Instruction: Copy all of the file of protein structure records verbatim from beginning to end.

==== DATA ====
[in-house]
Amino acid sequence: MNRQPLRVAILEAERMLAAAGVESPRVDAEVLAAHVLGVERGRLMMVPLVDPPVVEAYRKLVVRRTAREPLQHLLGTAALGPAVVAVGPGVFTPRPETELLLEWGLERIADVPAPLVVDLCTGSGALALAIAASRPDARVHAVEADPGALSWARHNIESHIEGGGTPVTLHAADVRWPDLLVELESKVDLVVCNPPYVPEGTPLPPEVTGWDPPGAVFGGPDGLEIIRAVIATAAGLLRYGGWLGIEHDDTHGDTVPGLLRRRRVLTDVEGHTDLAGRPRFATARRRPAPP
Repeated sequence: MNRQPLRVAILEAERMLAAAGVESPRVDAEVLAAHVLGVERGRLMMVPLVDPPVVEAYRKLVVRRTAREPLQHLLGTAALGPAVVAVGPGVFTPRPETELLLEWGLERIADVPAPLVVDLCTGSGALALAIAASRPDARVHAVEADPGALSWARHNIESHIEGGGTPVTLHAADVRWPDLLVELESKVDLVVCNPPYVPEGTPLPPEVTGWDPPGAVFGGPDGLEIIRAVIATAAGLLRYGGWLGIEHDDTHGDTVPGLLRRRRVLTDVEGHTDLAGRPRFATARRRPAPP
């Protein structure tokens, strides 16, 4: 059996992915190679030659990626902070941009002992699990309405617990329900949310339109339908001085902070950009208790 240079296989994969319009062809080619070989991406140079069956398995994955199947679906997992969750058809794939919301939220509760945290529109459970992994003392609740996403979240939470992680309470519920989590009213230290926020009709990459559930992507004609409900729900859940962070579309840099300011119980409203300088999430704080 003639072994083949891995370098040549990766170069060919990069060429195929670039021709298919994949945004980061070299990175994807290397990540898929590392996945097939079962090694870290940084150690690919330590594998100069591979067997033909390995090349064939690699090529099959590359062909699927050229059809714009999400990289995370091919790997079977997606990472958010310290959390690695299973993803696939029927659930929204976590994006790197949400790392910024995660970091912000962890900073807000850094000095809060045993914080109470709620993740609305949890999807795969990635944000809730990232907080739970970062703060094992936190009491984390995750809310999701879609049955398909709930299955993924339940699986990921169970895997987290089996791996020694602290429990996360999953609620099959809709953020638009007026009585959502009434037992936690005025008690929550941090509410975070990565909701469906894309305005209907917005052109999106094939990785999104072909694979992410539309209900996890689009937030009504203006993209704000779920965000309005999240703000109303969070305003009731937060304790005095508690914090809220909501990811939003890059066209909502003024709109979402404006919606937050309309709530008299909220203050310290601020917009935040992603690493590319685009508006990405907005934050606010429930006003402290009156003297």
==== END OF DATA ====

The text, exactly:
[in-house]
Amino acid sequence: MNRQPLRVAILEAERMLAAAGVESPRVDAEVLAAHVLGVERGRLMMVPLVDPPVVEAYRKLVVRRTAREPLQHLLGTAALGPAVVAVGPGVFTPRPETELLLEWGLERIADVPAPLVVDLCTGSGALALAIAASRPDARVHAVEADPGALSWARHNIESHIEGGGTPVTLHAADVRWPDLLVELESKVDLVVCNPPYVPEGTPLPPEVTGWDPPGAVFGGPDGLEIIRAVIATAAGLLRYGGWLGIEHDDTHGDTVPGLLRRRRVLTDVEGHTDLAGRPRFATARRRPAPP
Repeated sequence: MNRQPLRVAILEAERMLAAAGVESPRVDAEVLAAHVLGVERGRLMMVPLVDPPVVEAYRKLVVRRTAREPLQHLLGTAALGPAVVAVGPGVFTPRPETELLLEWGLERIADVPAPLVVDLCTGSGALALAIAASRPDARVHAVEADPGALSWARHNIESHIEGGGTPVTLHAADVRWPDLLVELESKVDLVVCNPPYVPEGTPLPPEVTGWDPPGAVFGGPDGLEIIRAVIATAAGLLRYGGWLGIEHDDTHGDTVPGLLRRRRVLTDVEGHTDLAGRPRFATARRRPAPP
């Protein structure tokens, strides 16, 4: 059996992915190679030659990626902070941009002992699990309405617990329900949310339109339908001085902070950009208790 240079296989994969319009062809080619070989991406140079069956398995994955199947679906997992969750058809794939919301939220509760945290529109459970992994003392609740996403979240939470992680309470519920989590009213230290926020009709990459559930992507004609409900729900859940962070579309840099300011119980409203300088999430704080 003639072994083949891995370098040549990766170069060919990069060429195929670039021709298919994949945004980061070299990175994807290397990540898929590392996945097939079962090694870290940084150690690919330590594998100069591979067997033909390995090349064939690699090529099959590359062909699927050229059809714009999400990289995370091919790997079977997606990472958010310290959390690695299973993803696939029927659930929204976590994006790197949400790392910024995660970091912000962890900073807000850094000095809060045993914080109470709620993740609305949890999807795969990635944000809730990232907080739970970062703060094992936190009491984390995750809310999701879609049955398909709930299955993924339940699986990921169970895997987290089996791996020694602290429990996360999953609620099959809709953020638009007026009585959502009434037992936690005025008690929550941090509410975070990565909701469906894309305005209907917005052109999106094939990785999104072909694979992410539309209900996890689009937030009504203006993209704000779920965000309005999240703000109303969070305003009731937060304790005095508690914090809220909501990811939003890059066209909502003024709109979402404006919606937050309309709530008299909220203050310290601020917009935040992603690493590319685009508006990405907005934050606010429930006003402290009156003297």